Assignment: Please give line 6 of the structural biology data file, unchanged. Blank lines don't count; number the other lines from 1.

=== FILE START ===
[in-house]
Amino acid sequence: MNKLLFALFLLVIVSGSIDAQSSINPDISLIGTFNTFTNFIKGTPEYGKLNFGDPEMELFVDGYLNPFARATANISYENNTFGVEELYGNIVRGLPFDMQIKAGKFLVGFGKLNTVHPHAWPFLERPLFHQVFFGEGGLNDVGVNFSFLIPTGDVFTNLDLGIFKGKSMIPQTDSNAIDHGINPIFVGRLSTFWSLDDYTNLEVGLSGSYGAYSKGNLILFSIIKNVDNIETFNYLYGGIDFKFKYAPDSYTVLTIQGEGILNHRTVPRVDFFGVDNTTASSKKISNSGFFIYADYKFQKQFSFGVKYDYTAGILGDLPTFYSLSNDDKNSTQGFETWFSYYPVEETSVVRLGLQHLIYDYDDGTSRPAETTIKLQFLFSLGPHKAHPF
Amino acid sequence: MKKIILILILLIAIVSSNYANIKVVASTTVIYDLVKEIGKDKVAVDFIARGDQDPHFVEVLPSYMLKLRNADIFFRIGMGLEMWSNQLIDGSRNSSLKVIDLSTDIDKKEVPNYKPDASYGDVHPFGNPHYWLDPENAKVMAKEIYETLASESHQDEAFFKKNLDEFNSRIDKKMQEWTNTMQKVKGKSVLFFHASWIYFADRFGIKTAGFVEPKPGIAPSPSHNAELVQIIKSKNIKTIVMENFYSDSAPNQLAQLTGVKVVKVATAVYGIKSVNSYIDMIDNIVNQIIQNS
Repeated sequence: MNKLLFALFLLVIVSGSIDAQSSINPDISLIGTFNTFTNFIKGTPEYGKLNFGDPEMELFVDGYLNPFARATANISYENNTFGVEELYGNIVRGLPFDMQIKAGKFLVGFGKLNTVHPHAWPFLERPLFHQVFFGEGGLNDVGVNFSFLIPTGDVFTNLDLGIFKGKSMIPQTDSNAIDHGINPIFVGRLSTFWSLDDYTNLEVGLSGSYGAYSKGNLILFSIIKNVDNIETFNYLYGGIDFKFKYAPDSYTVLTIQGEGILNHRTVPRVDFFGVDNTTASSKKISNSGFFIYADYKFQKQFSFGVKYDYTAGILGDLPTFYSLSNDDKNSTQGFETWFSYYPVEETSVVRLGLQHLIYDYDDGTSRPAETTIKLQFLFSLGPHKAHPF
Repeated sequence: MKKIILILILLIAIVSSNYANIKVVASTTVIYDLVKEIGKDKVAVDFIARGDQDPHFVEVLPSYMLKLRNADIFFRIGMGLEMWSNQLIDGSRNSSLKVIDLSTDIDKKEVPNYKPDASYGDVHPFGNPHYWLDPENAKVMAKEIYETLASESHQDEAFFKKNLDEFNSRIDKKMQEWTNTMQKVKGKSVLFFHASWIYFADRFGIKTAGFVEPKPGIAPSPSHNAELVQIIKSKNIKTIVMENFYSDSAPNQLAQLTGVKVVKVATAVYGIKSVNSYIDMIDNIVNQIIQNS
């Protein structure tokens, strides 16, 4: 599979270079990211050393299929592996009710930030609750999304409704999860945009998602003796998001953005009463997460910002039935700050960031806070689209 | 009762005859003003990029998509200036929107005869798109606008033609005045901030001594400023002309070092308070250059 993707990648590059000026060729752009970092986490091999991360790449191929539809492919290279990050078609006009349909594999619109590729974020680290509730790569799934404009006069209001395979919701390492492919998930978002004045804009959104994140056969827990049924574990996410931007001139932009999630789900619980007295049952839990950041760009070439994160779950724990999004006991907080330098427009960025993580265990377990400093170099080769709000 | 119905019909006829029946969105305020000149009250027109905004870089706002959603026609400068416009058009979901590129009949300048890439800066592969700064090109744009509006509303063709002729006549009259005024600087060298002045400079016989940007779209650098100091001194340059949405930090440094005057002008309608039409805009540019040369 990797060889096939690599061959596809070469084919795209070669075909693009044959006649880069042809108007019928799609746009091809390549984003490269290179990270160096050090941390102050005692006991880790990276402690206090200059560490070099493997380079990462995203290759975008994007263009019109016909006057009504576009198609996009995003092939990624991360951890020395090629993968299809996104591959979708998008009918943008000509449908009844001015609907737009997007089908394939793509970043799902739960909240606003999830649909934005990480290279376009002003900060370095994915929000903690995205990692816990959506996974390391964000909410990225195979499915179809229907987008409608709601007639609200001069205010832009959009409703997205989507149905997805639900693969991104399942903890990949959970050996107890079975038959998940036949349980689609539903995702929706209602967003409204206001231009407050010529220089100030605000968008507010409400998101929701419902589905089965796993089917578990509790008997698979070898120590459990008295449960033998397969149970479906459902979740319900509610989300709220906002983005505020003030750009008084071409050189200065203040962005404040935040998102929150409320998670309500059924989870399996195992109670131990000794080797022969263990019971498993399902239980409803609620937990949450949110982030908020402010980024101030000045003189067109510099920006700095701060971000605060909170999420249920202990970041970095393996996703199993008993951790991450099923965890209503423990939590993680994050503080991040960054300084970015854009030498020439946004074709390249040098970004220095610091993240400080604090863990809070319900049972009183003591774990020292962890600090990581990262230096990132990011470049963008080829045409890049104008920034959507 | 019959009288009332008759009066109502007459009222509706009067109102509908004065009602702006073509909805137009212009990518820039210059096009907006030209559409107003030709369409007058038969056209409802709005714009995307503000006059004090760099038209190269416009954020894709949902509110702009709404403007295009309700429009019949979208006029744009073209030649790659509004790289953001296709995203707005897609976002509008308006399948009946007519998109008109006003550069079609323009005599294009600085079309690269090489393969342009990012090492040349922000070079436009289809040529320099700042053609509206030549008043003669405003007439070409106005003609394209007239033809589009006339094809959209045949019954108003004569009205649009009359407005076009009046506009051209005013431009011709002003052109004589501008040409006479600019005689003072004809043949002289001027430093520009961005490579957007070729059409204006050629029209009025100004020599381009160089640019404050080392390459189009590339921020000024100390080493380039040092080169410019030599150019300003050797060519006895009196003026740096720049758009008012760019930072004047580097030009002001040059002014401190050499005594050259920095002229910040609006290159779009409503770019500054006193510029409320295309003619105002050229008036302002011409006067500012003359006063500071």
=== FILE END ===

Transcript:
């Protein structure tokens, strides 16, 4: 599979270079990211050393299929592996009710930030609750999304409704999860945009998602003796998001953005009463997460910002039935700050960031806070689209 | 009762005859003003990029998509200036929107005869798109606008033609005045901030001594400023002309070092308070250059 993707990648590059000026060729752009970092986490091999991360790449191929539809492919290279990050078609006009349909594999619109590729974020680290509730790569799934404009006069209001395979919701390492492919998930978002004045804009959104994140056969827990049924574990996410931007001139932009999630789900619980007295049952839990950041760009070439994160779950724990999004006991907080330098427009960025993580265990377990400093170099080769709000 | 119905019909006829029946969105305020000149009250027109905004870089706002959603026609400068416009058009979901590129009949300048890439800066592969700064090109744009509006509303063709002729006549009259005024600087060298002045400079016989940007779209650098100091001194340059949405930090440094005057002008309608039409805009540019040369 990797060889096939690599061959596809070469084919795209070669075909693009044959006649880069042809108007019928799609746009091809390549984003490269290179990270160096050090941390102050005692006991880790990276402690206090200059560490070099493997380079990462995203290759975008994007263009019109016909006057009504576009198609996009995003092939990624991360951890020395090629993968299809996104591959979708998008009918943008000509449908009844001015609907737009997007089908394939793509970043799902739960909240606003999830649909934005990480290279376009002003900060370095994915929000903690995205990692816990959506996974390391964000909410990225195979499915179809229907987008409608709601007639609200001069205010832009959009409703997205989507149905997805639900693969991104399942903890990949959970050996107890079975038959998940036949349980689609539903995702929706209602967003409204206001231009407050010529220089100030605000968008507010409400998101929701419902589905089965796993089917578990509790008997698979070898120590459990008295449960033998397969149970479906459902979740319900509610989300709220906002983005505020003030750009008084071409050189200065203040962005404040935040998102929150409320998670309500059924989870399996195992109670131990000794080797022969263990019971498993399902239980409803609620937990949450949110982030908020402010980024101030000045003189067109510099920006700095701060971000605060909170999420249920202990970041970095393996996703199993008993951790991450099923965890209503423990939590993680994050503080991040960054300084970015854009030498020439946004074709390249040098970004220095610091993240400080604090863990809070319900049972009183003591774990020292962890600090990581990262230096990132990011470049963008080829045409890049104008920034959507 | 019959009288009332008759009066109502007459009222509706009067109102509908004065009602702006073509909805137009212009990518820039210059096009907006030209559409107003030709369409007058038969056209409802709005714009995307503000006059004090760099038209190269416009954020894709949902509110702009709404403007295009309700429009019949979208006029744009073209030649790659509004790289953001296709995203707005897609976002509008308006399948009946007519998109008109006003550069079609323009005599294009600085079309690269090489393969342009990012090492040349922000070079436009289809040529320099700042053609509206030549008043003669405003007439070409106005003609394209007239033809589009006339094809959209045949019954108003004569009205649009009359407005076009009046506009051209005013431009011709002003052109004589501008040409006479600019005689003072004809043949002289001027430093520009961005490579957007070729059409204006050629029209009025100004020599381009160089640019404050080392390459189009590339921020000024100390080493380039040092080169410019030599150019300003050797060519006895009196003026740096720049758009008012760019930072004047580097030009002001040059002014401190050499005594050259920095002229910040609006290159779009409503770019500054006193510029409320295309003619105002050229008036302002011409006067500012003359006063500071």